American Academy of Periodontology Publishes Proceedings from Best Evidence Consensus Meeting on Cone-Beam Computed Tomography (CBCT)

Thursday, September 28, 2017

Periodontal experts address current clinical applications of CBCT technology in patient care

CHICAGO – September 28, 2017 – The American Academy of Periodontology (AAP), the leading professional organization dedicated to the dental specialty of periodontics, today published its first-ever “best evidence consensus” (BEC) proceedings on the topic of cone-beam computed tomography (CBCT). The proceedings are the result of the AAP’s inaugural BEC meeting, a model of scientific inquiry rooted in the best available published research and expert opinion. The BEC meeting was held in Chicago in February 2017.

The BEC model was developed by the AAP to address emerging clinical topics in periodontology for which there is insufficient evidence to arrive at definitive conclusions. Using current high-quality published literature and the expert opinion of periodontal thought leaders, the BEC model aims to provide clinicians with reasonable applications of newer technologies, such as CBCT.

“As new technologies emerge, it often takes many years for sufficient high-quality evidence to allow clinicians to appropriately incorporate the technology into patient care,” said Kenneth Kornman, DDS, PhD, editor of the Journal of Periodontology. “The BEC reports are designed to bridge the gaps and provide evidence summaries and expert interpretations that guide clinical use now. We anticipate that the BEC reports will help us apply new technologies in a focused manner to help improve the health of our patients.”

Introduced just over 20 years ago, CBCT technology provides a beneficial tool for periodontists to use in diagnosis, treatment planning, and surgical management, especially in patients with complex cases. The three-dimensional nature of CBCT offers enhanced diagnostic information and increased accuracy compared to two-dimensional (2D) imaging. While the long-term radiation effects of CBCT are unknown, adherence to the “as low as reasonably achievable” (ALARA) dosage standard, paired with cautious shielding of susceptible tissues and careful limitation of the field of view, allows dental professionals to limit the risk of exposure.

The BEC proceedings, which appear in the October issue of the Journal of Periodontology (JOP), include a statement that answers focused questions that relate to the use of CBCT in the following specific clinical scenarios: the surgical management of patients requiring dental implants; determining risk to periodontal structures in patients requiring periodontal-orthodontic treatment; and adding clinical value to diagnostic assessment and treatment planning in managing patients with periodontitis.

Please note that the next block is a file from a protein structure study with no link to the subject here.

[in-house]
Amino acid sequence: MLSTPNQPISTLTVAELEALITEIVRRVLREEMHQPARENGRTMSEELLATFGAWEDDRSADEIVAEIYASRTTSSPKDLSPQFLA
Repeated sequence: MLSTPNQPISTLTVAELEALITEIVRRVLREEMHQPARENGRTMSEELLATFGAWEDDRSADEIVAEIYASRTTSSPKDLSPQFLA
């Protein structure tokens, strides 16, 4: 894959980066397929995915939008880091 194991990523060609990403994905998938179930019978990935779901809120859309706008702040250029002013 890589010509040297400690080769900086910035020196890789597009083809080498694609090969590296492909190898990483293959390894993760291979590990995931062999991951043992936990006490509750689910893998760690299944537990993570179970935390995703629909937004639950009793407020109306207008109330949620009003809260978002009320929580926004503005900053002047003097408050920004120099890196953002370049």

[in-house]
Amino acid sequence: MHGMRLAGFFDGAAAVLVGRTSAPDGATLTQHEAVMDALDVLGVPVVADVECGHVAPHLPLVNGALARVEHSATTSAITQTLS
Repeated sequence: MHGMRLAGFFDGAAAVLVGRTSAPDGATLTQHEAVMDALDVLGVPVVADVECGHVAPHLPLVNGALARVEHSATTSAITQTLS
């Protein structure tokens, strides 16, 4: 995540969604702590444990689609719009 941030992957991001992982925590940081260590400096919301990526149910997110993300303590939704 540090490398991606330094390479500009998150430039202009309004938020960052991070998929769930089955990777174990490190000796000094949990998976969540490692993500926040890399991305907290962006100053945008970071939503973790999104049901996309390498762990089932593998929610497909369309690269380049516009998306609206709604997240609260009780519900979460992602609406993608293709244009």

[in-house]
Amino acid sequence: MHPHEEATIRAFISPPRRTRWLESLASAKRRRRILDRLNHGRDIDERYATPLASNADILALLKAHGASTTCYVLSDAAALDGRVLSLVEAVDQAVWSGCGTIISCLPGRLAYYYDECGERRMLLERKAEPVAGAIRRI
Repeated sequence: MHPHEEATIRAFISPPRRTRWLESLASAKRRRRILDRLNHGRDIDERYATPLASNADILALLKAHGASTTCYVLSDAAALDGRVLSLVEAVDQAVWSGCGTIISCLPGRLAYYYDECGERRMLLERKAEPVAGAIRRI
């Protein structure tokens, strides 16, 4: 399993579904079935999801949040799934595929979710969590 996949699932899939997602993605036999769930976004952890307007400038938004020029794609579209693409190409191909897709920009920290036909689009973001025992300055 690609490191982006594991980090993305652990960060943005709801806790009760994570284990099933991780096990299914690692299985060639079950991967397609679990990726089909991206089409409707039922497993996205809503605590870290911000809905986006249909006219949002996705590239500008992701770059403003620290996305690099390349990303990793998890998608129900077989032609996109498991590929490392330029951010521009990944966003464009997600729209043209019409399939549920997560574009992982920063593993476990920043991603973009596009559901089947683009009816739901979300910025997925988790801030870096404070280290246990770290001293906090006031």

The panel of over 10 periodontists who participated in the BEC meeting determined that CBCT has diverse applications for both dental implant therapy and periodontal-orthodontic therapy and should be used when the benefit to the patient outweighs the risk. The use of CBCT in dental implant and periodontal-orthodontic cases can not only assist in planning a safer approach to treatment, but also facilitate interdisciplinary communication. For patients with periodontitis, 2D full-mouth radiographs combined with clinical probing remain the gold standard; however, CBCT may be beneficial in certain advanced cases.

According to Steven Daniel, DDS, a practicing periodontist in Murfreesboro, Tenn., and president of the AAP, CBCT technology is advancing how periodontal treatment is delivered. “As the esteemed panel of periodontal experts who participated in the best evidence consensus meeting concluded, CBCT can serve as a useful and widely available tool that may improve patient care. Its utility in streamlining treatment planning and enhancing the periodontist’s specialized surgical and anatomical skills may allow for more predictable patient outcomes, especially in complex cases. Periodontists are dentistry’s leaders in adopting the latest technologies to ensure that their patients receive the highest quality care. The AAP’s publication of the BEC statement on CBCT demonstrates this leadership.”

The American Academy of Periodontology best evidence consensus meeting on cone-beam computed tomography was sponsored by Carestream Dental (Atlanta, Georgia). To access the BEC proceedings, please visit joponline.org. For more information about the AAP or periodontal disease, visit perio.org.

About the American Academy of Periodontology

The American Academy of Periodontology (AAP) is an 8,200-member professional organization for periodontists-specialists in the prevention, diagnosis, and treatment of diseases affecting the gums and supporting structures of the teeth. Periodontists are also dentistry's experts in the treatment of oral inflammation as well as the placement of dental implants, receiving three additional years of specialized training following dental school. Periodontics is one of the nine dental specialties recognized by the American Dental Association. For more information, visit perio.org.

Media Contact:
Mame Kwayie, American Academy of Periodontology
(312) 573-3243 | mame@perio.org